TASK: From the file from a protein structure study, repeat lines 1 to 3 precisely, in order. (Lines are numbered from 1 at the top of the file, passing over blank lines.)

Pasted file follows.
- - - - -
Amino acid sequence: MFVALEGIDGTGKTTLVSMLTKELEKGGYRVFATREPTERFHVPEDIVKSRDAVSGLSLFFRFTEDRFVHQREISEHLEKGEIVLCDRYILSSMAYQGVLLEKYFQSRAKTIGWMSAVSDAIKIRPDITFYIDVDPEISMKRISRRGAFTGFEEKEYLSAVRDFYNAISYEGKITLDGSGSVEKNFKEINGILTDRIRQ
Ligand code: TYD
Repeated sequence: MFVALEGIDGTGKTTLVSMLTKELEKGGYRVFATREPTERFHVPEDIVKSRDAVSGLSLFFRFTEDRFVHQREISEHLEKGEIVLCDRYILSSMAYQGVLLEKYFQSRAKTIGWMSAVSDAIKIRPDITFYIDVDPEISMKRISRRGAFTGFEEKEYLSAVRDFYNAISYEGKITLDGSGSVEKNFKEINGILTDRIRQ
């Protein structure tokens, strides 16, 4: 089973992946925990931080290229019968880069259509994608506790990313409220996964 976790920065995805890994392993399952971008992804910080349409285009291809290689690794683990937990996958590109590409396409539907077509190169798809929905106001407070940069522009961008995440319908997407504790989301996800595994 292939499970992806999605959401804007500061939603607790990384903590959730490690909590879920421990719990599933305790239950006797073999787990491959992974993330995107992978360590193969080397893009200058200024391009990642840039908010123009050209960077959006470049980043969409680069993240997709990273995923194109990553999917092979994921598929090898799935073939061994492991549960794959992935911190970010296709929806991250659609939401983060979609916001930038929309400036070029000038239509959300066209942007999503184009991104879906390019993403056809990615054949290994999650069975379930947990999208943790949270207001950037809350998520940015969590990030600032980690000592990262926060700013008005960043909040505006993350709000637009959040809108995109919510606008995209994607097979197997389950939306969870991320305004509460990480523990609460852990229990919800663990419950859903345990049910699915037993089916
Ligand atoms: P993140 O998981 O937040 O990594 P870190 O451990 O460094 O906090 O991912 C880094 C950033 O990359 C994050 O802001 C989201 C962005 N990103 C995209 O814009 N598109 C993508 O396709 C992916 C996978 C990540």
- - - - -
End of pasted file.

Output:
Amino acid sequence: MFVALEGIDGTGKTTLVSMLTKELEKGGYRVFATREPTERFHVPEDIVKSRDAVSGLSLFFRFTEDRFVHQREISEHLEKGEIVLCDRYILSSMAYQGVLLEKYFQSRAKTIGWMSAVSDAIKIRPDITFYIDVDPEISMKRISRRGAFTGFEEKEYLSAVRDFYNAISYEGKITLDGSGSVEKNFKEINGILTDRIRQ
Ligand code: TYD
Repeated sequence: MFVALEGIDGTGKTTLVSMLTKELEKGGYRVFATREPTERFHVPEDIVKSRDAVSGLSLFFRFTEDRFVHQREISEHLEKGEIVLCDRYILSSMAYQGVLLEKYFQSRAKTIGWMSAVSDAIKIRPDITFYIDVDPEISMKRISRRGAFTGFEEKEYLSAVRDFYNAISYEGKITLDGSGSVEKNFKEINGILTDRIRQ